Some parts inside my page (like div or section, not full page) are duplicated − content is the same, but visibility changes depending of viewport. Is there any tag which lets search engines identify main and alternate parts?

  • Nope, you should address the issue rather looking for a Google band-aid. Jun 18, 2015 at 16:56
  • With responsive content there should be no need to duplicate anything on the page, why exactly are you having to repeat the same content? Jun 18, 2015 at 16:57
  • I have a class for DIV which adds to inner DIVS same height. Well, sometimes on mobiles it's not okay, so I need to hide it Jun 18, 2015 at 17:10

3 Answers 3


Don't duplicate content in a web page. That's rarely appropriate for human readers and thats how the Google bot will view and analyse your entire page as a whole. You risk it concluding that you are doing a mild form of "keyword stuffing".

If you want certain content to always be visible on screen on initial page-load (also known as 'above the fold') regardless of the size or orientation of the viewport then it is possible to redesign the page structure to allow that.

  • Seems like I'm not experienced enough in explanations. Here's example: <div style="height:800px" class="hidden-on-mobile">Content</div> <div style="height:200px" class="hidden-on-desktop">Content</div> Jun 18, 2015 at 18:54
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    @DemuriCelidze , no problem, sometimes we all have to ask a few "wrong" answers to get to the real question we need to ask. In your case I suspect you are not using modern best practise to create a responsive web page. I encourage you to ask a new separate question about the best way to achieve your design giving plenty of detail about your html, objectives and any javascript you are using. Good Luck! Jun 18, 2015 at 19:03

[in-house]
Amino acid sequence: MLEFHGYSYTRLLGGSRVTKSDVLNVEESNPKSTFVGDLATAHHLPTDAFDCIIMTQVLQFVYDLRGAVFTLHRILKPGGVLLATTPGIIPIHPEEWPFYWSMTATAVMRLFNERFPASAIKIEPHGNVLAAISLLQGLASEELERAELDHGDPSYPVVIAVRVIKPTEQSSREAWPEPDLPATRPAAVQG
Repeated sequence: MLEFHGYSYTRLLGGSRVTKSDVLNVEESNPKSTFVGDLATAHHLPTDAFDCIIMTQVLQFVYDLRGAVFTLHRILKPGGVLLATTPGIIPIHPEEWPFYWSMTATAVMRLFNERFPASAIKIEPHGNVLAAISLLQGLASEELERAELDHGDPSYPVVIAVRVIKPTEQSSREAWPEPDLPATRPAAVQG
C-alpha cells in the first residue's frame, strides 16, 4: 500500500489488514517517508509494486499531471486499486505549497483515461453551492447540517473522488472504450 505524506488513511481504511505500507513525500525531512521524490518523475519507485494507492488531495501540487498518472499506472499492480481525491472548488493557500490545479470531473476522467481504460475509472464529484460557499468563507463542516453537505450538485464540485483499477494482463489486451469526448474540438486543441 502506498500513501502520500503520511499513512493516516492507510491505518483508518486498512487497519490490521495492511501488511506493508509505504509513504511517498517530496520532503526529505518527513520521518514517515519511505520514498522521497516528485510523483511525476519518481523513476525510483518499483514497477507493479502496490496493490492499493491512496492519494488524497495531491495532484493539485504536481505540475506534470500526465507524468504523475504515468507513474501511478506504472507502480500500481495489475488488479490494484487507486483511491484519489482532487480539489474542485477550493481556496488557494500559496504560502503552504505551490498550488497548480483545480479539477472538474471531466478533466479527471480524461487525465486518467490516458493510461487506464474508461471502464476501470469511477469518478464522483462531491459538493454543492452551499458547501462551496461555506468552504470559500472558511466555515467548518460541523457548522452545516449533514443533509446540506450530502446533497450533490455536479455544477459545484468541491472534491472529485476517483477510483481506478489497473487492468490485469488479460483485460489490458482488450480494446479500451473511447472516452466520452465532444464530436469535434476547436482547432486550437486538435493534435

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    There should be no reason to use inline styling unless your loading it from the JavaScript DOM, furthermore there should be no reason why you should have 2 content containers. any benefit from having a responsive site will be undone due to duplicating content and in fact will give you worse rankings than before your site was responsive. Jun 18, 2015 at 19:24
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    You should be using media queries to adjust the main container rather than simpling using hide this content for mobile, hide this content for desktop, this isn't to say that you shouldn't ever hide content, but generally you should try and display everything, and worse case hide... not hide it because its duplicate, as that's not valid. Jun 18, 2015 at 19:30

You can use the mobile sitemap tag


But it's referred to an url not a html element. And if you use ajax you can use this guide to properly set the content findability



Google now renders the page as the user would see it and indexes the content on the page that appears to users. They render the page both as desktop and mobile user agents. Google will get it right without you doing anything. They will see the content on the page just once with any given rendering. The mobile rendering will see the mobile content and the desktop rendering will see the desktop content.

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